Seven emerging and future trends for contact centres

| February 9, 2021

A significant number of industries and organisations experienced major business disruption over the course of 2020. Government lockdowns and restrictions interrupted supply chains, forced the closure of some companies and required others to adapt to remote working where possible, while also accelerating the adoption of new technologies to facilitate changing working practices.

While this year brought about huge changes to how society operates, it also provided lessons that contact centres can use to predict the unpredictable and plan for an uncertain future.

There has been a significant shift in the way that contact centres are managed, and how agents are responding to changing customer behaviours and needs.

This shift will likely continue as we settle into the new normal and will impact two of the key factors in how we Work from Anywhere: people and technology.

NICE has identified seven emerging and developing trends that will continue to change the way contact centres work in 2021 and beyond:

1. Shift to hybrid working environments. The transition to new working environments will see a changed need for workforce management and employee engagement management. With increased flexibility, there will be more workers wanting to Work from Anywhere and at any time. Workforce management and engagement solutions will need to help manage people and help them manage their own schedules and workloads more easily.

2. Increased flexibility will expand the workforce. Being able to Work from Anywhere, and at any time, has the potential to vastly expand the workforce, and even potentially integrate a gig economy style of working for contact centres. Scheduling time for work provides more opportunities for people that only want to work part-time or casually, or with more flexible schedules to accommodate other priorities. This will also let older workers and those with carer responsibilities re-engage with the workforce as they have more access to remote working and part-time schedules.

3. Better access to resources. The changing face of the contact centre workforce presents new opportunities for the industry. COVID-19 highlighted the importance of business continuity, and the value in having access to resources onshore. The trend of contact centres coming back in-country has the potential to extend beyond the pandemic, and the flexibility and availability of new generations of workers can help to overcome resourcing limitations.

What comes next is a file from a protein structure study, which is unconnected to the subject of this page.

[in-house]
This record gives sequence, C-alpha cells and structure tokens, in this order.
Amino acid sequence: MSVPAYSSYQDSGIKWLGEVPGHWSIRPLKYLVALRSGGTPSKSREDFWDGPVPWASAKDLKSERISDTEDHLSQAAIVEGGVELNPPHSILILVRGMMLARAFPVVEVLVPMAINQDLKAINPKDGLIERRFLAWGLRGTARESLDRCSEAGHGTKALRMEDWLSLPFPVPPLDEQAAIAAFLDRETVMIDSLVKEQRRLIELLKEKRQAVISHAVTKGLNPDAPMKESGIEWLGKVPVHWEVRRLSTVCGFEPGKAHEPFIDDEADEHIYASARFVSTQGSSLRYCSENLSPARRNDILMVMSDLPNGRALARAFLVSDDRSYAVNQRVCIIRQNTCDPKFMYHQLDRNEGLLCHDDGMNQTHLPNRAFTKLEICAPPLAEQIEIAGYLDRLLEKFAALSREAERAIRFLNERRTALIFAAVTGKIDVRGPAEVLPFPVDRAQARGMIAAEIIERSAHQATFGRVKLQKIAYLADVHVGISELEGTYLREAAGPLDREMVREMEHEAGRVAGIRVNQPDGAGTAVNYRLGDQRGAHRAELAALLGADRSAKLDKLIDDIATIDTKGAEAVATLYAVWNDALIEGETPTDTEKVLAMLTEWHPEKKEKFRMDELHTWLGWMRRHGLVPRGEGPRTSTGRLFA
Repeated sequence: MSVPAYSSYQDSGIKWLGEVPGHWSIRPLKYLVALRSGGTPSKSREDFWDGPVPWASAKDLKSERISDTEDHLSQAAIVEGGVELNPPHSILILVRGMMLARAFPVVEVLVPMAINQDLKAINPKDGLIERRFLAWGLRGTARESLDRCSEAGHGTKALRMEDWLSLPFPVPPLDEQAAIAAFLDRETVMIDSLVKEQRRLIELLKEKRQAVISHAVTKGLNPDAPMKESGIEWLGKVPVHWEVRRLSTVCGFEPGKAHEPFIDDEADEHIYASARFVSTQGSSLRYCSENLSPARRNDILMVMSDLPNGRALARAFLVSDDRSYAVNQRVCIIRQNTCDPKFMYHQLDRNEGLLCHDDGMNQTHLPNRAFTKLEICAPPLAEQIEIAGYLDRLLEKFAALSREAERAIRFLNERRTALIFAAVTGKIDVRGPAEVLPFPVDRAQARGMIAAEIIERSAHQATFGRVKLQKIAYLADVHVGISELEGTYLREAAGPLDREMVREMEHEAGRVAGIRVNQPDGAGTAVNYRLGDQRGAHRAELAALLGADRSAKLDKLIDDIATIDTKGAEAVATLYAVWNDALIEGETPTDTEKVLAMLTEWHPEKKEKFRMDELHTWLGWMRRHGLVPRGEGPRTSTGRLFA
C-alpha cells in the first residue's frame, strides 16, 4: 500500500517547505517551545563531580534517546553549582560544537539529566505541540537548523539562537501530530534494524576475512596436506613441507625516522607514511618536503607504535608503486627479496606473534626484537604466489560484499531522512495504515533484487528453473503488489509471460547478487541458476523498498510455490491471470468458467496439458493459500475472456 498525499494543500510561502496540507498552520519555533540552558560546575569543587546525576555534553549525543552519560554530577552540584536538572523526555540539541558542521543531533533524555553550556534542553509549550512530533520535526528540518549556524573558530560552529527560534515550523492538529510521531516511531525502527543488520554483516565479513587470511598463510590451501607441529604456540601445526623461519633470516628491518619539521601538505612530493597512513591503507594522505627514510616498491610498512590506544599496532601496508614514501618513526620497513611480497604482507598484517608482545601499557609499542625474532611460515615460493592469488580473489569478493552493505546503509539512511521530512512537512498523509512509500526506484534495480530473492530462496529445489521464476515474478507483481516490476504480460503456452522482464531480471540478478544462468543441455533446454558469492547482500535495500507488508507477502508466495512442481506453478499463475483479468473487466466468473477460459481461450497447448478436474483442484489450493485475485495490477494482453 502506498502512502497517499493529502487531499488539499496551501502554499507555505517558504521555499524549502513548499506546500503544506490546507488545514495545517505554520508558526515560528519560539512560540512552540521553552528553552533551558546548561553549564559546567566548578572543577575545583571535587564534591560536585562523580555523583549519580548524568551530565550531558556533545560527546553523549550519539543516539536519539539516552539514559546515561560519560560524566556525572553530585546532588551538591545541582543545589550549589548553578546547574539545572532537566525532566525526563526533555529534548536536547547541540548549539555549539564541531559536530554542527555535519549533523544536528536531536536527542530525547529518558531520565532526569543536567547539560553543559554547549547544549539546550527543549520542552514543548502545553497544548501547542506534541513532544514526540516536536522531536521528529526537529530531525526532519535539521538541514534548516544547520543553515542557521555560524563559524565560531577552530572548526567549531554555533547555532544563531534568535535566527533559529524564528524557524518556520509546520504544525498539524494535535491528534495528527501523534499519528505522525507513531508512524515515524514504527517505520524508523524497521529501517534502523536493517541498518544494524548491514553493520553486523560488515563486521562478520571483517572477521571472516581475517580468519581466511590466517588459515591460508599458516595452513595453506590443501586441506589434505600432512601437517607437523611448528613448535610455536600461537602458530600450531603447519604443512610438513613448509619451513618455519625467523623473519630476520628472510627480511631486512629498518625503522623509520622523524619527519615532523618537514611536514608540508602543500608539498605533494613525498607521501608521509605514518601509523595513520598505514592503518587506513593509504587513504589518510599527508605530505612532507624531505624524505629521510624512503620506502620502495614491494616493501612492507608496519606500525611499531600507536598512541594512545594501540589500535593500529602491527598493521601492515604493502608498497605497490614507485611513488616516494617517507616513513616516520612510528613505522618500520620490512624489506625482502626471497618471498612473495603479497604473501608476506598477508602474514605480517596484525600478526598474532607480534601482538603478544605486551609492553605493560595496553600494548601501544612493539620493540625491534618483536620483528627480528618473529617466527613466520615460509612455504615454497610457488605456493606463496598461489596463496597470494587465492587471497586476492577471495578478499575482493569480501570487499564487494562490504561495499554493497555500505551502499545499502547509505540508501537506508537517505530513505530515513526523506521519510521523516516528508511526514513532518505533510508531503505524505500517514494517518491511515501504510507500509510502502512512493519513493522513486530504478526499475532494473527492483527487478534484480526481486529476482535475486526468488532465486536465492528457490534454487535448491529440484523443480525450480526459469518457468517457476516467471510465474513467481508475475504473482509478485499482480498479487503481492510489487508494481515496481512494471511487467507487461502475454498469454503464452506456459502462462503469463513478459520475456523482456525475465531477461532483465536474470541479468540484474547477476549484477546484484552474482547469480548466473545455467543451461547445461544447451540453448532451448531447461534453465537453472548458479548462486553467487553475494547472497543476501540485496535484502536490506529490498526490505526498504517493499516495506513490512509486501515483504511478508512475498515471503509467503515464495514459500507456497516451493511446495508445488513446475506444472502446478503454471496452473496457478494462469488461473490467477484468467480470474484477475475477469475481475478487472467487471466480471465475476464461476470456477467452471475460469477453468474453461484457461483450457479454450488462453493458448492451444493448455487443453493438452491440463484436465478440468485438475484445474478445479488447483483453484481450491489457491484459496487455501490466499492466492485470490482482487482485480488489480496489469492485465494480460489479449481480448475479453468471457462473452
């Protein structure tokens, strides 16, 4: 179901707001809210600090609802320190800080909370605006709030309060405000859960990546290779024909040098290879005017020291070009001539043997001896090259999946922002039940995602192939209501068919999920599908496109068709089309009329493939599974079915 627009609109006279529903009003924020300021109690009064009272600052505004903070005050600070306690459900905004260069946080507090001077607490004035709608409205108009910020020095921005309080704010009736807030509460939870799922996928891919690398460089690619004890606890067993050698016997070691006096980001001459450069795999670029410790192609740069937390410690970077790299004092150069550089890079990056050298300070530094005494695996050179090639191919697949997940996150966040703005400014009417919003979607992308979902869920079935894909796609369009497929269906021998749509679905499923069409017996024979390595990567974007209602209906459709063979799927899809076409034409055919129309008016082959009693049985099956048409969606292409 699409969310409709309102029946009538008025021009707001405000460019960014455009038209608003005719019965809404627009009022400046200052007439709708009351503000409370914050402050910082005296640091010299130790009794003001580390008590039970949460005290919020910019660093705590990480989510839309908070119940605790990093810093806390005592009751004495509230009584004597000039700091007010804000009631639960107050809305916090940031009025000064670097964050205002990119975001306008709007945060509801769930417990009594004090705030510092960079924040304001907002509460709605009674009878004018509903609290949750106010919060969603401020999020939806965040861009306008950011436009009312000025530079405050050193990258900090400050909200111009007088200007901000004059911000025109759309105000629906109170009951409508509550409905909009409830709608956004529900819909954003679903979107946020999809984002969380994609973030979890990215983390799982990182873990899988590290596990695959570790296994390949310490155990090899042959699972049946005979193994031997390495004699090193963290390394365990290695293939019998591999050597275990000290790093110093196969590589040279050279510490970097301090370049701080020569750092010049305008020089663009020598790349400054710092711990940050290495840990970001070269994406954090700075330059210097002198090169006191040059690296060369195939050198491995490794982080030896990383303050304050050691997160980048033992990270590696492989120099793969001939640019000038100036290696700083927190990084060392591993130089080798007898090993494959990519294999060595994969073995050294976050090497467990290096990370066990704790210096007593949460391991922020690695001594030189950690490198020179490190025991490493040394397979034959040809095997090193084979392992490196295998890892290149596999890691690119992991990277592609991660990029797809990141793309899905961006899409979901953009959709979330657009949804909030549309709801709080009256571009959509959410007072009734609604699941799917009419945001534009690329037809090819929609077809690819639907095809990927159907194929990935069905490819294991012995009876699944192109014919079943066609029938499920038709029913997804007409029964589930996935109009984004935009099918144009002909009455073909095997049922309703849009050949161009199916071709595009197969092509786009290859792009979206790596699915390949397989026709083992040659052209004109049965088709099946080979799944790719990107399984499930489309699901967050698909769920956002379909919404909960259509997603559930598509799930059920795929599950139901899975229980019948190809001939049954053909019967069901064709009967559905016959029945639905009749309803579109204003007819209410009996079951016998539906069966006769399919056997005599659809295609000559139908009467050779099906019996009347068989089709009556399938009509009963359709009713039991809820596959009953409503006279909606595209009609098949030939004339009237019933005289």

4. Increased uptake of cloud software. As a direct result of the business disruption that organisations weathered in 2020, companies will continue to look to cloud solutions to protect their operations and ensure business resilience and continuity in times of crisis. In terms of usage concerns, companies will look for solutions that offer elasticity and scalability that best meets their needs and requirements, and the ability to better supervise contact centre agents by hosting contact centres centrally.

5. Increased adoption of digital solutions. Digital solutions will also be increasingly important to help support human contact centre agents as they Work from Anywhere. For every 100 people in a workforce, there might be 50 bots being deployed to support them. In terms of business continuity and consistency, this will raise challenges around what happens if a digital employee doesn’t show up for work due to a system failure, for example. As a result, there will be an increase in technologies being built to manage artificial intelligence (AI)-based solutions like digital assistants. Human workers will also focus more on managing AI-based solutions and the digital workforce as they support human workers by completing more of the repetitive, rules-based, manual work, letting human contact centre agents focus on prioritising more complex tasks.

6. Continued investment in automation. To better support human agents, contact centres will invest more in integrated AI-based and analytics solutions that work collaboratively to improve the employee experience, facilitating greater collaboration and flexibility with human and digital agents. Increasingly using AI-based solutions that automate the qualitative analysis of call monitoring, with machine learning helping to quantify these results, organisations will be able to put a numeric value on previously unquantifiable data sets such as agent behaviours or customer emotions.Similarly, with continued investment in quality automation and analytics solutions, such as automating workflows, companies will be able to better streamline agent and work management, reducing time and costs spent on unnecessary actions.

7. Increased engagement with analytics and business intelligence solutions. By further integrating customer interaction analytics software into their processes and combining these with machine-learning-driven AI models, contact centre managers can assess new data insights and predictive behaviours in real time. This will provide actionable insights as calls happen, empowering agents to act on prescriptive real-time guidance with the help of virtual assistants. This will let contact centre agents make immediate changes for more productive calls. By enhancing the employee experience, this will drive a more positive experience for customers, leading to better future engagements and increased loyalty. In addition, contact centre managers will have access to key insights on churn, propensity to buy, fraud and client vulnerability, letting them act on agent behaviours before they can negatively impact on the organisation.

The way technology and people interact and function together in the future will come together to form part of the ongoing transformation towards a more digital, flexible future for contact centres in 2021, and beyond.